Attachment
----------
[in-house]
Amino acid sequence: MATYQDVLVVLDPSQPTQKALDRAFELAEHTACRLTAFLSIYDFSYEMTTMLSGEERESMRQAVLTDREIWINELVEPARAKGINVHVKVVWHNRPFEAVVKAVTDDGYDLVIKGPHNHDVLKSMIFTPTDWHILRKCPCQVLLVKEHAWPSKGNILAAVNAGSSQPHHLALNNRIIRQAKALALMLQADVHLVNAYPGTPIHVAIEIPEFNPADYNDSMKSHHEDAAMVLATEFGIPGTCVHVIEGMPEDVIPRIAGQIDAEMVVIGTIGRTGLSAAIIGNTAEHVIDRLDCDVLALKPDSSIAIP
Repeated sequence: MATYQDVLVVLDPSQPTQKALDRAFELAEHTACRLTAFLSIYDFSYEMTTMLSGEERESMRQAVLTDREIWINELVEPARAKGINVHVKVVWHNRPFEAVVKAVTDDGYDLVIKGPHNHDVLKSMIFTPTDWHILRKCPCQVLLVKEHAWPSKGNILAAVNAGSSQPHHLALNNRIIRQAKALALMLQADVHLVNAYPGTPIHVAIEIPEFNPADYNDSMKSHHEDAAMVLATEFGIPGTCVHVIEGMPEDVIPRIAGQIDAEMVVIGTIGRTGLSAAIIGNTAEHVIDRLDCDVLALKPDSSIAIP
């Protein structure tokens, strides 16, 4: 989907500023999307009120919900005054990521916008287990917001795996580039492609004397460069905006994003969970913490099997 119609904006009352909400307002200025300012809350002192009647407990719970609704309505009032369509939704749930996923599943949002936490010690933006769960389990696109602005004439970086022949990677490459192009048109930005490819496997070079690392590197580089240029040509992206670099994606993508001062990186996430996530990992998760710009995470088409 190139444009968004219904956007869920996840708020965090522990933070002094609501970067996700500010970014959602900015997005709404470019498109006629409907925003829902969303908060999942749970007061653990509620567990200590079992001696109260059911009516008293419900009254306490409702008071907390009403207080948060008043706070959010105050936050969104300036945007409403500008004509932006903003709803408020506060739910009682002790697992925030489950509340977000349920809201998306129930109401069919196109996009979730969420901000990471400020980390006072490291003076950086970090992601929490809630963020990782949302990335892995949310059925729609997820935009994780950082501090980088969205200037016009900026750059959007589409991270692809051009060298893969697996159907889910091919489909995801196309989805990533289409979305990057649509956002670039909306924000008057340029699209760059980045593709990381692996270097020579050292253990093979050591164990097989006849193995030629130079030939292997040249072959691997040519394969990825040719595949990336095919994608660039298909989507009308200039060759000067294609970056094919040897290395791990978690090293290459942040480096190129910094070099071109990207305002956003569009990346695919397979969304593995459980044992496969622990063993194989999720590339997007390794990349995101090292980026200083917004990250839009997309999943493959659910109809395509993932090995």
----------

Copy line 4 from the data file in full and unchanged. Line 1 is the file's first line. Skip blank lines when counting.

């Protein structure tokens, strides 16, 4: 989907500023999307009120919900005054990521916008287990917001795996580039492609004397460069905006994003969970913490099997 119609904006009352909400307002200025300012809350002192009647407990719970609704309505009032369509939704749930996923599943949002936490010690933006769960389990696109602005004439970086022949990677490459192009048109930005490819496997070079690392590197580089240029040509992206670099994606993508001062990186996430996530990992998760710009995470088409 190139444009968004219904956007869920996840708020965090522990933070002094609501970067996700500010970014959602900015997005709404470019498109006629409907925003829902969303908060999942749970007061653990509620567990200590079992001696109260059911009516008293419900009254306490409702008071907390009403207080948060008043706070959010105050936050969104300036945007409403500008004509932006903003709803408020506060739910009682002790697992925030489950509340977000349920809201998306129930109401069919196109996009979730969420901000990471400020980390006072490291003076950086970090992601929490809630963020990782949302990335892995949310059925729609997820935009994780950082501090980088969205200037016009900026750059959007589409991270692809051009060298893969697996159907889910091919489909995801196309989805990533289409979305990057649509956002670039909306924000008057340029699209760059980045593709990381692996270097020579050292253990093979050591164990097989006849193995030629130079030939292997040249072959691997040519394969990825040719595949990336095919994608660039298909989507009308200039060759000067294609970056094919040897290395791990978690090293290459942040480096190129910094070099071109990207305002956003569009990346695919397979969304593995459980044992496969622990063993194989999720590339997007390794990349995101090292980026200083917004990250839009997309999943493959659910109809395509993932090995």